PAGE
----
Can Watching Porn Be Cheating?


Watching sex In a monogamous relationship, is it reasonable to expect your partner to not watch porn?

There was a recent letter to Scarleteen, the sex advice and information site for teenagers and young people. In this letter, the querant was upset because her boyfriend (a) watched porn, and (b) would soon be going on a road trip with his buddies in which he might be getting lap dances. The querant was upset about this — partly because she was a feminist who thought these activities were sexist, and partly because it triggered insecurities about her own body and made her feel inadequate.

Scarleteen’s reply? Feminism doesn’t automatically mean you’re anti-porn — there’s a wide range of feminist views about pornography — and enjoying porn doesn’t automatically make you sexist. When it comes to the details of your relationship and the agreements you make about sexual activity outside it — from porn/ lap dances/ other sexual entertainment to flat-out non-monogamy — you need to decide what would be your ideal, what would be on your “absolutely not” list, and what you’re willing to compromise on. And you need to recognize that your partner has as much right to their version of this list as you do to yours — and then see if you can negotiate a common ground.

Which sounds perfectly reasonable at first.

And then I started thinking about it.

*

Thus begins my latest piece on the Blowfish Blog, Can Watching Porn Be Cheating? To find out why I think watching porn doesn’t fall into the category of “sexual practices you can reasonably expect your partner to give up,” read the rest of the piece. (And if you’re inspired to comment here, please consider cross-posting your comment to the Blowfish Blog — they like comments there, too.) Enjoy!

Comments

  1. says

    Oh, picky, picky, picky. You and your bourgeois expectation that blog posts saying “Read this piece” include a link. What an unreasonable sense of entitlement.
    Or, to put it another way: Oops. Sorry. Fixed now.

  2. says

    I’m not sure if the illustration you used is deliberate, but I give David Loftus “Watching Sex” a major thumbs up. While it has the inherent limitations of being an anecdotal study, along the lines of the Hite Report, I think it gives a spot-on view of men’s experiences with porn and what they get out of it. Its a great antidote to a lot of second-hand assumptions about men and porn that are often demonizing and way off-base.

  3. Leum says

    Greta, dunno if you take requests, but if you do, I’d really like to see one on the stigmatization of porn and masturbation as being alternatives to real sex, and to the association of single people (who presumably masturbate) as being losers because they masturbate instead of having real sex. Seems at least tangentially related to this topic.
    Actually, it could be totally related, now I think on it. How much of the upset is because the guy (or gal as the case may be) wants fake sex when he can get the real thing? Why oh why is he using the inferior version of the it? How pathetic of a lover must I be if he prefers to imitation?

  4. ToppHogg says

    When one partner lays claim to the thoughts and activities of the other, it doesn’t matter if the thoughts and actions involve sex or Sexuagesima. It is an exercise of power and involuntary control. It is a demand to submit to the will of the other. In other words, “you WILL be who I want you to be, and not who you are.”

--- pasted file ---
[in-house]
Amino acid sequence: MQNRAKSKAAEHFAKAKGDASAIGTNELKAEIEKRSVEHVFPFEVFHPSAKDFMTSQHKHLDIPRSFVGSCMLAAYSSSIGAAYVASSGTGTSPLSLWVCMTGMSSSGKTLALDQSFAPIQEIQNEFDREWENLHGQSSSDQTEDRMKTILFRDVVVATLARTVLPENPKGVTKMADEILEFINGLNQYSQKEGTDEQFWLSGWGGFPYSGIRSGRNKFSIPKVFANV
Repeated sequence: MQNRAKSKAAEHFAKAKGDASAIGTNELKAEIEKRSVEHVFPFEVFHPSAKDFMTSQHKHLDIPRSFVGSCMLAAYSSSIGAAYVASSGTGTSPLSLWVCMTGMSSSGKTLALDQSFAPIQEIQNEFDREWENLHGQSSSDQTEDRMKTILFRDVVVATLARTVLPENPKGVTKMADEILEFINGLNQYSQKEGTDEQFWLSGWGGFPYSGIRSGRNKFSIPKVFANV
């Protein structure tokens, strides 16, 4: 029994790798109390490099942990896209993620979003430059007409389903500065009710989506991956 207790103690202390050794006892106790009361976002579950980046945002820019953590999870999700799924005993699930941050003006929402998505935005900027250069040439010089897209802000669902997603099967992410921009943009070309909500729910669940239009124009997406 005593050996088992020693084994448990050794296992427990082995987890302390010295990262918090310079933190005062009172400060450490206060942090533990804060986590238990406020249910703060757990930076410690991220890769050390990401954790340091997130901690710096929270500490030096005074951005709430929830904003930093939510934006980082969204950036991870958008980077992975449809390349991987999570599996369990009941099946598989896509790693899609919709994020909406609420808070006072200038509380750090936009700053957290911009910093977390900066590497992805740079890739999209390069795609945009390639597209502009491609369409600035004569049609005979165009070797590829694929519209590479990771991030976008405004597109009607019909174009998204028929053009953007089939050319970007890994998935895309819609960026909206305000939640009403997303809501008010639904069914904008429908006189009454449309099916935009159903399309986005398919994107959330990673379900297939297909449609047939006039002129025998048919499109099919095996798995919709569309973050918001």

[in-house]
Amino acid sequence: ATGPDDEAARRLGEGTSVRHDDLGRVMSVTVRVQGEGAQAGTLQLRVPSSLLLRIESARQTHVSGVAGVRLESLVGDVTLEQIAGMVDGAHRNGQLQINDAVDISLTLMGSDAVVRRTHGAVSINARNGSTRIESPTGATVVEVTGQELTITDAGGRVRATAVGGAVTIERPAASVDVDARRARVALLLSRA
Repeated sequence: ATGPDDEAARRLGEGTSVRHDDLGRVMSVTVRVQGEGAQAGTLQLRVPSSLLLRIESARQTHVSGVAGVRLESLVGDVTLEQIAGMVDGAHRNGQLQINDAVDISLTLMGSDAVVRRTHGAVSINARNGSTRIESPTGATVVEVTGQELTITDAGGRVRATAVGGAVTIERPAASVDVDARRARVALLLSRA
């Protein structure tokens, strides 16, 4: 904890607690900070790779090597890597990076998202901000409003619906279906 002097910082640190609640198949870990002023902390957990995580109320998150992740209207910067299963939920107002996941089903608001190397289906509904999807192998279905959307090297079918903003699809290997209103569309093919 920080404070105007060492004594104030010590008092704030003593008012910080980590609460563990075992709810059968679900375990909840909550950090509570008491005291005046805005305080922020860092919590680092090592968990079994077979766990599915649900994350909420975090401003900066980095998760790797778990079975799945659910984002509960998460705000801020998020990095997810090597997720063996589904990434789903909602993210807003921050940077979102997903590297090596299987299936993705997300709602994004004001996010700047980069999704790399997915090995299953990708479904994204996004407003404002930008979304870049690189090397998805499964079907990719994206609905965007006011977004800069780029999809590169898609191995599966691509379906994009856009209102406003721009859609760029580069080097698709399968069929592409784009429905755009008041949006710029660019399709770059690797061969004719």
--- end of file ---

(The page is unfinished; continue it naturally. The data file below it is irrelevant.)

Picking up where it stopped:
To pick up on Leum’s thought regarding wanting “fake sex when he can get the real thing”, are you sure that “the real thing” is real? Is it as available as advertised? Generally, it isn’t. The person doing the complaining just doesn’t want to admit that his/her sex drive is much less than the partner’s and doesn’t want to partner’s desire for pleasure to be realized.

  5. says

    Leum:
    I like your idea about taking on the stigmatization of porn viewing and masturbation as a substitute for “the real thing”.
    For me, the answer is really simple. I really like the “visual” aspect of sex, and I count being a voyeur as definite fetish of mine. I don’t see it as a substitute for various kinds of one-on-one sexual interaction, but as something that pleasurable in its own right and in a different way. The idea of having to “give up” one for the other seems ludicrous to me. That would be like saying if you’re having intercourse regularly, why would you possibly want a hand job?
    Generally, I find porn the best way to satisfy voyeuristic urges. Because unless I have one of those rare partners who’s willing to “perform” for me with another person, then that’s a big area of visual pleasure that isn’t always available from a partner.

  6. says

    Iamcuriousblue: Yes, I’ve read “Watching Sex.” Excellent book. I haven’t always read the books I use to illustrate my blog posts — sometimes I just pick titles or covers that seem to illustrate my point — but that one, I have read, and enjoyed tremendously, and highly recommend to anyone interested in this topic.

  7. says

    The links to the articles are missing … Though I’d really like to read them …
    Of course, I’d also love to actually have some serious discussions on this topic, but it seems a bit hard to find people who are willing to seriously think about it.

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